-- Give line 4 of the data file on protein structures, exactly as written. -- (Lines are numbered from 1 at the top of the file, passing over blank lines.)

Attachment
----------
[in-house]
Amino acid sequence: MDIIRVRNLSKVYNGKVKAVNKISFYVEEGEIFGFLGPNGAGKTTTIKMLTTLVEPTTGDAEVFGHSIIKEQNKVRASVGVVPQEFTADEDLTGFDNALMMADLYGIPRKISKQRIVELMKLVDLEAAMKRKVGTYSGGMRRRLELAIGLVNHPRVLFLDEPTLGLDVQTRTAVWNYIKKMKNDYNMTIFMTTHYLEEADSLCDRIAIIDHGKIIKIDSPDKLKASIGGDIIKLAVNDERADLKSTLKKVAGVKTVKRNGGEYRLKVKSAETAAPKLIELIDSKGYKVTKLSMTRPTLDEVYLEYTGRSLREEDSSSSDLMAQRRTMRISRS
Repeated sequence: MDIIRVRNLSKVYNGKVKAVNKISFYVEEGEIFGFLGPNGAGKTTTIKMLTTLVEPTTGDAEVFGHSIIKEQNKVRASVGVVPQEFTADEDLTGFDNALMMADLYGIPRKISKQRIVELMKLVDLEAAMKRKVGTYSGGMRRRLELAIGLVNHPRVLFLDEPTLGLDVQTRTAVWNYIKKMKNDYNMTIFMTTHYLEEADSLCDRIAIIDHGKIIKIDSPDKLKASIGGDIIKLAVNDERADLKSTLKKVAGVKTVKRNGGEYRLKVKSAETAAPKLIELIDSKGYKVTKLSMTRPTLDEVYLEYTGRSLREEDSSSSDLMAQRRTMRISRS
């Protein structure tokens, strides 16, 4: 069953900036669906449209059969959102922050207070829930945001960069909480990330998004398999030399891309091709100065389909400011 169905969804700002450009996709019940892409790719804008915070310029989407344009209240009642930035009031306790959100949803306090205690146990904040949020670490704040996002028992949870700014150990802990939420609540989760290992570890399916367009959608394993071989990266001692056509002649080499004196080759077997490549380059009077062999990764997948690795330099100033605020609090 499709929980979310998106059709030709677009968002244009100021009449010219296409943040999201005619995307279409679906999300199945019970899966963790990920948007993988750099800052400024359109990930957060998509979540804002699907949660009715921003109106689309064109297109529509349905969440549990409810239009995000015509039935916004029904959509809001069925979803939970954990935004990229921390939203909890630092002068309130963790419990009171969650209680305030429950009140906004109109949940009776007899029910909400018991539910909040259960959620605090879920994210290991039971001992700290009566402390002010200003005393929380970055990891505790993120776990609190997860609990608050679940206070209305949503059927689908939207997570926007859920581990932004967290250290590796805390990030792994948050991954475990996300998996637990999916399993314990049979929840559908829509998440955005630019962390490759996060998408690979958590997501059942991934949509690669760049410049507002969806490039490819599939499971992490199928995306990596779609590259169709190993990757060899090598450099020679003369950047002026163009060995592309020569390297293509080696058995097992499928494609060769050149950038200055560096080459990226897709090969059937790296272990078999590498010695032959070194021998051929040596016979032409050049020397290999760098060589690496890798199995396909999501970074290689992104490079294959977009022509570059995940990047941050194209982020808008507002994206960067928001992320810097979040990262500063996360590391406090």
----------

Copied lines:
């Protein structure tokens, strides 16, 4: 069953900036669906449209059969959102922050207070829930945001960069909480990330998004398999030399891309091709100065389909400011 169905969804700002450009996709019940892409790719804008915070310029989407344009209240009642930035009031306790959100949803306090205690146990904040949020670490704040996002028992949870700014150990802990939420609540989760290992570890399916367009959608394993071989990266001692056509002649080499004196080759077997490549380059009077062999990764997948690795330099100033605020609090 499709929980979310998106059709030709677009968002244009100021009449010219296409943040999201005619995307279409679906999300199945019970899966963790990920948007993988750099800052400024359109990930957060998509979540804002699907949660009715921003109106689309064109297109529509349905969440549990409810239009995000015509039935916004029904959509809001069925979803939970954990935004990229921390939203909890630092002068309130963790419990009171969650209680305030429950009140906004109109949940009776007899029910909400018991539910909040259960959620605090879920994210290991039971001992700290009566402390002010200003005393929380970055990891505790993120776990609190997860609990608050679940206070209305949503059927689908939207997570926007859920581990932004967290250290590796805390990030792994948050991954475990996300998996637990999916399993314990049979929840559908829509998440955005630019962390490759996060998408690979958590997501059942991934949509690669760049410049507002969806490039490819599939499971992490199928995306990596779609590259169709190993990757060899090598450099020679003369950047002026163009060995592309020569390297293509080696058995097992499928494609060769050149950038200055560096080459990226897709090969059937790296272990078999590498010695032959070194021998051929040596016979032409050049020397290999760098060589690496890798199995396909999501970074290689992104490079294959977009022509570059995940990047941050194209982020808008507002994206960067928001992320810097979040990262500063996360590391406090």